The Iran Nuclear Negotiations: a Neville Chamberlain Rerun?

Remember Neville Chamberlain, the UK Prime Minister who negotiated the Munich “agreement” with Hitler in 1938?  The deal was heralded by Chamberlain as ensuring “peace for our time.”  Less than a year later Hitler invaded Poland and, within a few short months, the Nazis were marching triumphantly around the Eiffel Tower.

The Holocaust which accompanied Hitler’s rise to power is viewed by the civilized world as among the most barbaric chapters in human history.  Iran, however, has disputed this view, denying that it ever happened.

At the same time, the Iranian regime has quite publicly promoted the goal of a holocaust of its own making.    In 2014 their “supreme” leader, Ayatollah Ali Khamenei, pronounced that there was no “cure” for Israel other than annihilation, and offered his answers to nine “key questions” on how and why Israel should be eliminated.  Former President Ahmedinejad has long called for Israel to be wiped off the face of the earth.

Of course, Iranian truculence is not reserved exclusively for Israel.  Iran is the world’s most notorious sponsor of international terrorism, and chants of “death to America” have been a frequent mantra.  Iran is far nearer to Israel than to the US, but the advent of long range missile technology makes the world seem a much smaller place.

So, back to Neville Chamberlain, whose misplaced trust in the Nazis bought Hitler precious time to build up his military arsenal before launching an all-out blitzkrieg on Europe.

Iran, too, has been playing for time.  Over more than a decade of furtive and deceptive dealings, it has made steady progress in both nuclear enrichment and missile delivery systems.  It has done so even as it has engaged in protracted, hamster-wheel “negotiations” with diplomats who cling to the hope that Iran might transform itself into a responsible member of the community of nations.

At this point, any such faith in Iran is ludicrous.  Allowing Iran to acquire nuclear weapons is as treacherous as putting an ice pick in the hands of the deranged schoolyard bully.  It’s actually worse, for Iran has cultivated deep ties, and has supplied weapons, to terrorist organizations that are every bit as maniacal.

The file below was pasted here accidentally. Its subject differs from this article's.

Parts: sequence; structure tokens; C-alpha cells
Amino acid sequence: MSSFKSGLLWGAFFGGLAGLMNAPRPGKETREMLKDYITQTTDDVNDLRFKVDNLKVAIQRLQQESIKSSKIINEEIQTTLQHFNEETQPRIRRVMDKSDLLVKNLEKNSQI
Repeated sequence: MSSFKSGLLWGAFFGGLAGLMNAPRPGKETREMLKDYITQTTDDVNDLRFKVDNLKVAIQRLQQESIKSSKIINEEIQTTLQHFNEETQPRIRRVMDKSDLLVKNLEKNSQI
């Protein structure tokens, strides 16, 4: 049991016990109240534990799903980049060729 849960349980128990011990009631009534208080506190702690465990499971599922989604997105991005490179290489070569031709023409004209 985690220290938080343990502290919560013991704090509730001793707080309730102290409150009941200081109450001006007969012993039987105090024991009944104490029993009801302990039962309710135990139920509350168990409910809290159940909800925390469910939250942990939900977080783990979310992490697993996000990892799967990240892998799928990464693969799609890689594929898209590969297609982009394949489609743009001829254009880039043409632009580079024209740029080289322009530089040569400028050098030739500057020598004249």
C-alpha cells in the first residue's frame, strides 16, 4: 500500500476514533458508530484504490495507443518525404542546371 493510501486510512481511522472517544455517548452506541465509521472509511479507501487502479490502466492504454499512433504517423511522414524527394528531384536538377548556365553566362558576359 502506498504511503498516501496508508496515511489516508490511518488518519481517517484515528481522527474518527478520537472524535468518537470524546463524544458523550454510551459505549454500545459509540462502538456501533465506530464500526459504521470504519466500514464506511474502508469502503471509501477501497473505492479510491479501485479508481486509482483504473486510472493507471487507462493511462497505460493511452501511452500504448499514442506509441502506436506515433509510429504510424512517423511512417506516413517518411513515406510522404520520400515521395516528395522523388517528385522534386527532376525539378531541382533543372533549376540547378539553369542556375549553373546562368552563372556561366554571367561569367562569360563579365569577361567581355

Hamas and Hezbollah, both Islamist terrorist organizations, have long been sponsored by Iran.  Remember a couple of weeks ago when Hezbollah operatives and an Iranian general were killed in the Golan Heights?  Hezbollah retaliated against Israel, and media coverage focused on whether there would be a new escalation between them.  But here is another question:  what was an Iranian general doing on Israel’s border (far from the ISIS front) with a gang of Hezbollah thugs?  There was, in fact, no reason for the media to focus on this, because Iran’s support of Hezbollah has long been out in the open, as is Iran’s goal of destroying Israel.

This is the same Hezbollah which was implicated in the 1983 bombings of the U.S. Embassy and American/French military barracks and the 1984 U.S. Embassy Annex bombing in Beirut, the 1985 hijacking of TWA Flight 847, the 1992 attack on the Israeli embassy in Buenos Aires, the 1996 Khobar Towers bombing, and countless other terrorist acts.  You can thank Iran for its generous and steadfast support of such murderous endeavors.

Hamas, which in its very charter promotes the duty to obliterate Israel and spurn peace negotiations, will soon send political head Khaled Mashaal to Iran.  Iran has a long history of sponsoring Hamas, including the supply of missile technology.  With their common objectives, Hamas seeks to strengthen its ties to the Iran.

Iran’s longstanding support of Bashar Assad’s cruel and oppressive regime in Syria is also well known.  Less widely discussed is Iran’s illicit trade relationship with North Korea.  Noting their “common enemies,” Iran entered into an agreement to cooperate in science and technology in 2012.  North Korea has exported ballistic missile technology to Iran as well as to Syria.  It’s easy to be friends when you share so much in common.

Even if Iran’s rulers have clinched a spot in the Villainy Hall of Fame, this is not to say that a nuclear agreement is a bad idea.  In concept it’s a superb idea, but we can’t give up something concrete in exchange for a “promise.”  And, let’s not kid ourselves about “verification” of compliance, for history has shown that this can be an elusive if not entirely meaningless concept.

If “verification” means an international organization will periodically inspect Iran’s nuclear facilities, that is nothing more than a promise that Iran will allow the inspections to take place.  Example:  Iran agrees to inspections, and a year later either fails to fully cooperate or proclaims that the inspections violate its sovereignty and will not be permitted.  A few months later, when sanctions are reinstated, Iran issues a magnanimous proclamation of its willingness to negotiate.  Such tactics are a proven method to buy more time.